When searching for its next superintendent, Guilford County Schools (GCS) did not need to look far for its new leader. Dr. Whitney Oakley, who earned her doctoral degree in educational leadership from UNC Greensboro’s School of Education in 2011 and was serving as the district’s interim superintendent, was recently selected to guide North Carolina’s third-largest public school district. 

Oakley is now one of 11 current superintendents in the state that earned their Doctorate of Education degree from UNCG. The others are Dr. Dain Butler (Alamance-Burlington), Dr. Sandra Carter (Caswell), Dr. Jim Causby (Interim Asheville City), Dr. Joe Ferrell (Camden), Dr. Jeffery James (Iredell-Statesville), Dr. Travis Reeves (Surry), Dr. Brad Rice (Stokes), Dr. Rhonda Schuhler (Franklin), Dr. Kelly Withers (Rowan-Salisbury), and Dr. Aaron Woody (Asheboro City).

Oakley’s path to UNCG seemed destined from the start. She said, “The UNCG roots run deep in my family. My parents met here, my kids both went to preschool here. I’ve been coming to UNCG my whole entire existence. And so, I always knew that if I were in a place to pursue my doctorate, that I would do it at home.”

The program’s support and ability to fit her busy schedule were also key reasons she chose UNCG. “There’s been such strong support. And it fit my schedule. I had kids, the district office is less than three miles from here, it’s between my home and my work. And just the credibility of the program, but also, the successes that were also a part of the program,” said Oakley.

Oakley is the first person to serve as the district’s superintendent who also grew up attending those very same schools. That experience gives her a unique perspective on the district and its needs.

Said Oakley, “There are no limits to what we can be and what our kids can be. I just hope that me being a product of Guilford County Schools shows our kids that. We have great schools, we have a really strong community. I think our community continues to show up for us, whether it’s after a tornado or in COVID, or as we return to schools, voting for school bonds. I just think that there’s hope, and promise, and opportunity and that we’re at this pivotal moment as a community, and so it’s personal. You know, I want all Guilford County schools to be the best place for students to learn, for teachers and staff to work, and for our community to grow as a whole during this time.”

Photo courtesy of Guilford County Schools

Her path to this position did not start with her first job after college, but years before as a kindergarten student. Oakley said, “I knew from my first day of school that I wanted to be a teacher. I just think that the power of public education is something that’s always been a passion of mine. Just the feeling that I had as an almost five-year-old entering a kindergarten class. I knew from that moment that I wanted to be a teacher. And I still consider myself a teacher in this role. Just the feeling of being in a classroom and having a teacher that I could trust taught me how to do things I didn’t know how to do before.”

While pursuing her bachelor’s degree in special education, Oakley entered the classroom as a student teacher, working in a kindergarten through fifth grade special education class in Eastern North Carolina. With many students the children of military members enrolled, Oakley recalls the school being locked down in response to the 9/11 terrorist attacks. “We were locked down for two days, meaning we didn’t leave,” she said. “That also speaks to the role of a teacher and what you learn about students and relationships in times of crisis and tragedy. And of course, all of their parents were fine, but they were locked down on the base.”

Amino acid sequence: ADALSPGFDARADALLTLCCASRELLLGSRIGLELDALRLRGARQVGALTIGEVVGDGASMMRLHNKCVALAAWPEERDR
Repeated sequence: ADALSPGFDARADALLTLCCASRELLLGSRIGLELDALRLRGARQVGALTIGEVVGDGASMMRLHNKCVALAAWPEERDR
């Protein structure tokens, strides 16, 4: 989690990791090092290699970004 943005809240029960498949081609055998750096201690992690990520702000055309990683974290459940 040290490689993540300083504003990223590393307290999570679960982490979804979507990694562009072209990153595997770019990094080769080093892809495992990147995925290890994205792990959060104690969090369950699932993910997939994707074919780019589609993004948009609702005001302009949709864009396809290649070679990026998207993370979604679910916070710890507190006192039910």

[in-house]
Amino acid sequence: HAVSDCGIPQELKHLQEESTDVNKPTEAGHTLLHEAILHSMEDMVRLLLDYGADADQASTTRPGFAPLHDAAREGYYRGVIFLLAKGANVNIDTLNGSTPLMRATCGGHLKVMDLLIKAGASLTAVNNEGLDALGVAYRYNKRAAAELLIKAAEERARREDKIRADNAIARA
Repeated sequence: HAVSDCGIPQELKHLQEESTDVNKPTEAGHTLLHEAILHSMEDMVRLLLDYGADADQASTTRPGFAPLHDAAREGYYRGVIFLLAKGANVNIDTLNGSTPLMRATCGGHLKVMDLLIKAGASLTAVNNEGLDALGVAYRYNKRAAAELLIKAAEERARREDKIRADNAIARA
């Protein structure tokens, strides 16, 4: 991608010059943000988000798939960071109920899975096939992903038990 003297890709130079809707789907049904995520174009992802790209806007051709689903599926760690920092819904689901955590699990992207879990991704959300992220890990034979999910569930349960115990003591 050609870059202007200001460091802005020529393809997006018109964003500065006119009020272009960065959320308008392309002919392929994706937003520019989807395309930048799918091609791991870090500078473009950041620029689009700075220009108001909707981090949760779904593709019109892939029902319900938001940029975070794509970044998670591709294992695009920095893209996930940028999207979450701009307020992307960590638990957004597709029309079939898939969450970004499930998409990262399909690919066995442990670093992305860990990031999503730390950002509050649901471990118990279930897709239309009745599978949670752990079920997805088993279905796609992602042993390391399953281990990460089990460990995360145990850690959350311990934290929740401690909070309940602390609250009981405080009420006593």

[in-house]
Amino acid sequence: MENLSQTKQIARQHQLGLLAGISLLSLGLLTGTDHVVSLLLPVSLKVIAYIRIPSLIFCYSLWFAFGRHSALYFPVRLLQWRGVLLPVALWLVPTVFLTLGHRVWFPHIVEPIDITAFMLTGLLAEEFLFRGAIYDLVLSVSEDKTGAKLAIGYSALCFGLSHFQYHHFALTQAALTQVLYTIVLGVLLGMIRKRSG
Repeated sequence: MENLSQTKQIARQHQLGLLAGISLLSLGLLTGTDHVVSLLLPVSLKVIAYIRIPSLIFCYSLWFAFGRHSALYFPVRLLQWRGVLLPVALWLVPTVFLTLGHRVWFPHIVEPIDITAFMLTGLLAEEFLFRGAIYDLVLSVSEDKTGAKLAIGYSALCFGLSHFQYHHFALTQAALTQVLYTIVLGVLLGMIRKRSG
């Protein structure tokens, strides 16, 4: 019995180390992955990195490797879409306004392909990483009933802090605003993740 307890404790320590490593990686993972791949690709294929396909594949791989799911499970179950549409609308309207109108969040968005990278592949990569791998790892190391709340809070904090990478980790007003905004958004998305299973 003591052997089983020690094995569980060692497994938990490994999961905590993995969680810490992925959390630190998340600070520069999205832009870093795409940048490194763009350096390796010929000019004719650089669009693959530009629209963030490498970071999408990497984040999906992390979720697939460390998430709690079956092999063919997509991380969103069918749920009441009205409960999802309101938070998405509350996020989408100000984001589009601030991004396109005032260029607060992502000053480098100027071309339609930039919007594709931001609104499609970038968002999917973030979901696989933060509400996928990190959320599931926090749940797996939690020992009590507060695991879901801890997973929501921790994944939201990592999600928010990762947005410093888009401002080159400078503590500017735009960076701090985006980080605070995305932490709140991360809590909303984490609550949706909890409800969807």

She returned to Greensboro for a job at Frazier Elementary where she taught first grade before taking a job in Alamance County as a special education teacher. Her move into administration came during her time in Alamance County. “One day, the principal came into my classroom. It was like 6:30 at night. I remember putting things on the shelf, and he said, ‘Have you ever thought about being an assistant principal?’ And I said, ‘No, I haven’t.’ I was very happy in my third grade classroom. It was the year where the classroom was perfect. I finally had figured out where things went, and classroom management was solid. And so I became the assistant principal at that same school and served in that role for two and a half years and then went to become a principal at a very small, rural, poor, elementary school in Snow Camp.”

With the help of her staff, it was here that Oakley made the connection between health care and student performance and attendance. In this rural area with no local health care, whole families of students would miss school if one member was sick and needed to visit a doctor because they would not be able to be back in time to pick the other children up at the end of the school day.

After doing some research, she found that the average response time for ambulance services in the area was 17 minutes. The response was to write a grant that allowed for the opening of a school-based, community health center in the mobile unit behind the school. Students and staff could visit the health center during the day and it was open to the community at nights and on weekends. In part due to this action, proficiency was up by more than 10 points the following year.

A move to Burlington’s Eastlawn Elementary followed, where again a focus on health care links was important. She also focused on wraparound services, saying, “I remember going to some of the public housing that surrounded that school and just handing out alarm clocks to the kids and teaching them how to use them. And then they came to school, and they wanted to be at school. We were able to improve test scores and get off that low-performing list.”